The scandal brewing at the end of my post has come to pass. This one hurt a little bit; publicly at least, Silverman seemed to be in favor of policies that would reduce sexual assault, and spoke out against the bigots in our movement. In reality, given the evidence, he was talking the talk but not walking the walk.
That comes on top of my growing unease over that last blog post. There’s nothing in there worth changing, that I’m aware of; the problem is more with what it doesn’t say, and who it mentions in passing but otherwise leaves at the margin.
See, there’s a pervasive belief that minorities are responsible for bringing about social justice, either by claiming they created the problem or demanding they educate everyone. That falls apart if you spend a half-second dwelling on it. The majority, by definition, hold most of the power in society. If they accepted the injustice done to the minority, they’d use that power to help resolve it. In reality, they tend to bury their heads in the sand, ignoring the evidence of injustice or finding ways to excuse it, so their power is often wielded against the minority. The result is that the minority has to spend an enormous amount of time and energy educating and agitating the majority.
So you can see why calling for people to fight harder for the change they’d like to see, as I did last blog post, can seem clueless and even heartless. Yes, I placed a few lines in there to hint that I was talking to the majority, but those have to be weighed against the context I outlined above. This time around, I’d rather focus on the burnt-out activist than the clueless white guy.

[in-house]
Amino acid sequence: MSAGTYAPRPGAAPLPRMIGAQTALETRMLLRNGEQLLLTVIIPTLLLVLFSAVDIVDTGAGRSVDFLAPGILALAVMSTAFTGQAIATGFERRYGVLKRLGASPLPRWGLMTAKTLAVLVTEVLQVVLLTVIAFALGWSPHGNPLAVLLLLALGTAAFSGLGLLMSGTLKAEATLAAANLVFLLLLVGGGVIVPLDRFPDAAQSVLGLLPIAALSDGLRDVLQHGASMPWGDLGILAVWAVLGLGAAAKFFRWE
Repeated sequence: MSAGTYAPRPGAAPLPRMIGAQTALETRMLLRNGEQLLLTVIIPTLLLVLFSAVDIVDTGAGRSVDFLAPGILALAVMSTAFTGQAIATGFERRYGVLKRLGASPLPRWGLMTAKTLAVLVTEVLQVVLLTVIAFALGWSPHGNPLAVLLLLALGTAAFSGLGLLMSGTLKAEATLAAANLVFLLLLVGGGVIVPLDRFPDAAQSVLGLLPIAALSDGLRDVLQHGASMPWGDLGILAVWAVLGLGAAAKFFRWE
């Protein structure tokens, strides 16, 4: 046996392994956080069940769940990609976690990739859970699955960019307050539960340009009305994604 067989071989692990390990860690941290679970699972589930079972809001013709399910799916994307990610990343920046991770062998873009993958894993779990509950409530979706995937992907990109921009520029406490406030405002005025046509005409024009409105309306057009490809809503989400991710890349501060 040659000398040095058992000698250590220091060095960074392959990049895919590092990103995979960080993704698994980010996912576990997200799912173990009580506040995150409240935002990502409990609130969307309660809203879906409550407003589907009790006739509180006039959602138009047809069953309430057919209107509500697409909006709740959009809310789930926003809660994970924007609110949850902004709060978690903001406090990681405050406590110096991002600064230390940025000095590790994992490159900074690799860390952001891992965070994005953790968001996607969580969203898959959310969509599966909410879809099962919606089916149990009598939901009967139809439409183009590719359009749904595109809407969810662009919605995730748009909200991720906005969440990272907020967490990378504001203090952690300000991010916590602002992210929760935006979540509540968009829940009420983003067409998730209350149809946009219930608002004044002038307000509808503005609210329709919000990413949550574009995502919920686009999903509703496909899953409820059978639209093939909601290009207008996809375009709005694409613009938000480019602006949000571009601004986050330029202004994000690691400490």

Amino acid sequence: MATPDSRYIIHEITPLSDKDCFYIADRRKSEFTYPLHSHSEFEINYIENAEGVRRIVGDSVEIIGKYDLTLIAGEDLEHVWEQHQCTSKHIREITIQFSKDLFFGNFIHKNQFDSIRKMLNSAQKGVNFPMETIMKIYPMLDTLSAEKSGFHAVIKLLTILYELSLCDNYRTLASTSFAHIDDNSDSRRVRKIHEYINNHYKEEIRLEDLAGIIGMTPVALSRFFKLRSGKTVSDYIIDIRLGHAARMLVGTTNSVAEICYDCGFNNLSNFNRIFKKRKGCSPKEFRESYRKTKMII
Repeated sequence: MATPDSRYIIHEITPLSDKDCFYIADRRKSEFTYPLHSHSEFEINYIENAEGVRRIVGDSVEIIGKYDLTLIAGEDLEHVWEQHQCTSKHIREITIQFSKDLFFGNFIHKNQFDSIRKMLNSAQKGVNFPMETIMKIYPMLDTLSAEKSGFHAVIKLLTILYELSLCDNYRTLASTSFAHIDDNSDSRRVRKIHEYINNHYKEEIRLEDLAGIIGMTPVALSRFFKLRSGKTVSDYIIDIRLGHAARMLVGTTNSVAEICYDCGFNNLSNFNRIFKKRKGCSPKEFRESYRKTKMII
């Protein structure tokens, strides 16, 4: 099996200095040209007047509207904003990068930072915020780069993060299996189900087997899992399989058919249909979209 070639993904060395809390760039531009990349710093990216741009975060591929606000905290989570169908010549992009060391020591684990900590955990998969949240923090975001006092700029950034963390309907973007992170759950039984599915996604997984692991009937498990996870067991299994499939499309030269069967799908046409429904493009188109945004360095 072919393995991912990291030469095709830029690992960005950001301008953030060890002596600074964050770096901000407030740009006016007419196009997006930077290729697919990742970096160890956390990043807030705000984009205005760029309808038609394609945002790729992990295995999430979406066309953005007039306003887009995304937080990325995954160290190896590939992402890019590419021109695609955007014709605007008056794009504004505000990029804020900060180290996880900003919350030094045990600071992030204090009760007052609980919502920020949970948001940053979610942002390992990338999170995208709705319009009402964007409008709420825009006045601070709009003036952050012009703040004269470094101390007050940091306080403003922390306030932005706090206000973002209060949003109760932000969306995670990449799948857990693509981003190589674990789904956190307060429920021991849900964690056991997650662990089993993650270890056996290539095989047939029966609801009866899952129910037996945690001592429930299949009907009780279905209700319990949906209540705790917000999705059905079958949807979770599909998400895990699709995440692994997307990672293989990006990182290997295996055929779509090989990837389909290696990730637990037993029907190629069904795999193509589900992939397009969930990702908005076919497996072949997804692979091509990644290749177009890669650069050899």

Put bluntly, life is short. You should spend your time doing things you find rewarding; endlessly quoting painful testimony of sexual assault, or the science and statistics of how tragically common it is, or giving an embarrassingly basic lecture on consent, doesn’t stay in that category for long. The resulting feelings of burnout or frustration are entirely valid, and worthy of taking seriously.
Human beings are also complex, we exist in many cultures and movements. I sometimes advocate for secularism, but I’ve also written about science, statistics, and even dabbled in art from time to time. If one aspect of my life becomes frustrating, I can easily switch to another, and there’s nothing wrong with that switch. This may seem like a betrayal; how can you leave your sisters behind as they carry on fighting the good fight?
But it’s extremely rare for a single person to change a culture; in practice, change comes via a sustained, coordinated effort from multiple people. At worst, the loss of one person may slow things down, and even that is debatable: there’s an unstated premise here that once you’ve dropped out of culture, you can’t come back. That should be obviously false (and if it isn’t, run). If you can return, though, then why not use the time away to recharge? You’ll get a helluva lot more done ducking out from time to time to fight burn-out, than you would if you stuck around when you don’t care to.
I have tremendous sympathy for the people who are sick of arguing against all the sexism, racism, ableism, and so on within the atheist and skeptic movements. Take as long a break as you need to, come back if or when you feel it’s time. There should be an empty seat waiting for you, and if there isn’t you’ll be in a better place to flip everyone the bird and create a new culture that gets this shit right.
(As a side-note, I found it amusing when I began working through the OrbitCon talks and heard Greta Christina laying out similar points. She has been a big influence on my views on activism for several years, so the overlap is less surprising in hindsight.)